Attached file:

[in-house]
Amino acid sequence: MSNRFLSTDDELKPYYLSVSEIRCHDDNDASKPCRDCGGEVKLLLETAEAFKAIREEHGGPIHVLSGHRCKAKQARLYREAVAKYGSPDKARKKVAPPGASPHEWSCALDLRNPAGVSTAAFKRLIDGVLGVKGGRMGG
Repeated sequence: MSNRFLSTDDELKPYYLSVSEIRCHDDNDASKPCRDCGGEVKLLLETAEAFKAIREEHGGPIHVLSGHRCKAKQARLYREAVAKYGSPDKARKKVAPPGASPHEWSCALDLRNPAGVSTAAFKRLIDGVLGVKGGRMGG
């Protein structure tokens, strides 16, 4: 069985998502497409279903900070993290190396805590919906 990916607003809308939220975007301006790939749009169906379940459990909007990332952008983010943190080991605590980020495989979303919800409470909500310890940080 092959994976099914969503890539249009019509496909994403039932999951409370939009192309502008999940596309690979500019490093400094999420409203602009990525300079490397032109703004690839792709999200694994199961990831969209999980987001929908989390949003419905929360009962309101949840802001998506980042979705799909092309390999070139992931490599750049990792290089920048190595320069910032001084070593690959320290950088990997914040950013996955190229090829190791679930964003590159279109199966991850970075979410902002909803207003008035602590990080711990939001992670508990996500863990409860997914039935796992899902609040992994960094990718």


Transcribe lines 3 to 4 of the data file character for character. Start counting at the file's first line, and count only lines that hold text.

Repeated sequence: MSNRFLSTDDELKPYYLSVSEIRCHDDNDASKPCRDCGGEVKLLLETAEAFKAIREEHGGPIHVLSGHRCKAKQARLYREAVAKYGSPDKARKKVAPPGASPHEWSCALDLRNPAGVSTAAFKRLIDGVLGVKGGRMGG
């Protein structure tokens, strides 16, 4: 069985998502497409279903900070993290190396805590919906 990916607003809308939220975007301006790939749009169906379940459990909007990332952008983010943190080991605590980020495989979303919800409470909500310890940080 092959994976099914969503890539249009019509496909994403039932999951409370939009192309502008999940596309690979500019490093400094999420409203602009990525300079490397032109703004690839792709999200694994199961990831969209999980987001929908989390949003419905929360009962309101949840802001998506980042979705799909092309390999070139992931490599750049990792290089920048190595320069910032001084070593690959320290950088990997914040950013996955190229090829190791679930964003590159279109199966991850970075979410902002909803207003008035602590990080711990939001992670508990996500863990409860997914039935796992899902609040992994960094990718």